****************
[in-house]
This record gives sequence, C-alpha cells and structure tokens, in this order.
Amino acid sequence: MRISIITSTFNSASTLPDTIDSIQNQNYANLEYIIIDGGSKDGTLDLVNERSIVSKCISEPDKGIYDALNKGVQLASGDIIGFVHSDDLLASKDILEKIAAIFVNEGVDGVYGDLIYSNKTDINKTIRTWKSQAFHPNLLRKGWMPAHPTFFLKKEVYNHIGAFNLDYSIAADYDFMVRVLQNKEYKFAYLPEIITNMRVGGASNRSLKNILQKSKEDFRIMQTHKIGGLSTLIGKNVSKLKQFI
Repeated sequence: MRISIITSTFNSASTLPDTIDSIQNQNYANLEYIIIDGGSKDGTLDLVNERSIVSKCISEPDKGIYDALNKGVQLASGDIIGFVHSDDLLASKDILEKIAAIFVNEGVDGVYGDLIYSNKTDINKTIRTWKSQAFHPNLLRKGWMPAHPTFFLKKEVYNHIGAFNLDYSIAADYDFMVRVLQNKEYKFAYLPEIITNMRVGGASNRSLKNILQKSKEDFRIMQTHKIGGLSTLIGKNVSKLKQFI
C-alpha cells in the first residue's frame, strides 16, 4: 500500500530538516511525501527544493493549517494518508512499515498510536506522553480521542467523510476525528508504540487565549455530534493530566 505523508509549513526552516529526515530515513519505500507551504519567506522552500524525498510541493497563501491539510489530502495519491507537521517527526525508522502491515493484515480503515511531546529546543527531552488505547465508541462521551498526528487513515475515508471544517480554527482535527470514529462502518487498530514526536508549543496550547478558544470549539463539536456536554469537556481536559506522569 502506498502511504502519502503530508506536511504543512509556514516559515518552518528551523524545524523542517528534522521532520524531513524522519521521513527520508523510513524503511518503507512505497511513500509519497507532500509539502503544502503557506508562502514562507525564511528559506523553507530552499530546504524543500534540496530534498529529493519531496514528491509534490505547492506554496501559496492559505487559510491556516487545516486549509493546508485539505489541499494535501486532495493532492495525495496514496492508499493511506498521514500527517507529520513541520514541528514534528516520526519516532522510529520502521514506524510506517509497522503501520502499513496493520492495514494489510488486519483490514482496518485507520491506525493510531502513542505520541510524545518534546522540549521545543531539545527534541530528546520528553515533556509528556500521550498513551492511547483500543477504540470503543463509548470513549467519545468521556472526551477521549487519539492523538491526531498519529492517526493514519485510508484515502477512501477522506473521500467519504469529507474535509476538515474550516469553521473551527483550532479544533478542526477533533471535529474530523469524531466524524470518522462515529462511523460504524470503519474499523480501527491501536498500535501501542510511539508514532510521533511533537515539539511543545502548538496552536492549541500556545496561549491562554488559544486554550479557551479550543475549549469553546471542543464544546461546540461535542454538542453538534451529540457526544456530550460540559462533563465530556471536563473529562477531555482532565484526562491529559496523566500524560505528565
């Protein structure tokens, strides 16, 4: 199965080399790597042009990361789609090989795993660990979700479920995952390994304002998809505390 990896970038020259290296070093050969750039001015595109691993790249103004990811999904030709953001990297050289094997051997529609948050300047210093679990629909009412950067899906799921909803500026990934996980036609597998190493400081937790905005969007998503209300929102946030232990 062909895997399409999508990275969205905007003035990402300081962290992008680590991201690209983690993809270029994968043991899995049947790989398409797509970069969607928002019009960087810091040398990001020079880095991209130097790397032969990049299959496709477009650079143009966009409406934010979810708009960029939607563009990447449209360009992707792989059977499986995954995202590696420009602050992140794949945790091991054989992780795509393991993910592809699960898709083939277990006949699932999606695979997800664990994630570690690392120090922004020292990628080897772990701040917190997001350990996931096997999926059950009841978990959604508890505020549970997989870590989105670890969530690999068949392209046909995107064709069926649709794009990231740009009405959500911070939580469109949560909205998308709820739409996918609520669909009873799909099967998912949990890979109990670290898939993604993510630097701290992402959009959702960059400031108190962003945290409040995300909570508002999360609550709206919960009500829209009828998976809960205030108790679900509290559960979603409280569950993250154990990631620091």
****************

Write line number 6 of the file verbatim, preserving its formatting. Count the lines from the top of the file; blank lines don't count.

């Protein structure tokens, strides 16, 4: 199965080399790597042009990361789609090989795993660990979700479920995952390994304002998809505390 990896970038020259290296070093050969750039001015595109691993790249103004990811999904030709953001990297050289094997051997529609948050300047210093679990629909009412950067899906799921909803500026990934996980036609597998190493400081937790905005969007998503209300929102946030232990 062909895997399409999508990275969205905007003035990402300081962290992008680590991201690209983690993809270029994968043991899995049947790989398409797509970069969607928002019009960087810091040398990001020079880095991209130097790397032969990049299959496709477009650079143009966009409406934010979810708009960029939607563009990447449209360009992707792989059977499986995954995202590696420009602050992140794949945790091991054989992780795509393991993910592809699960898709083939277990006949699932999606695979997800664990994630570690690392120090922004020292990628080897772990701040917190997001350990996931096997999926059950009841978990959604508890505020549970997989870590989105670890969530690999068949392209046909995107064709069926649709794009990231740009009405959500911070939580469109949560909205998308709820739409996918609520669909009873799909099967998912949990890979109990670290898939993604993510630097701290992402959009959702960059400031108190962003945290409040995300909570508002999360609550709206919960009500829209009828998976809960205030108790679900509290559960979603409280569950993250154990990631620091």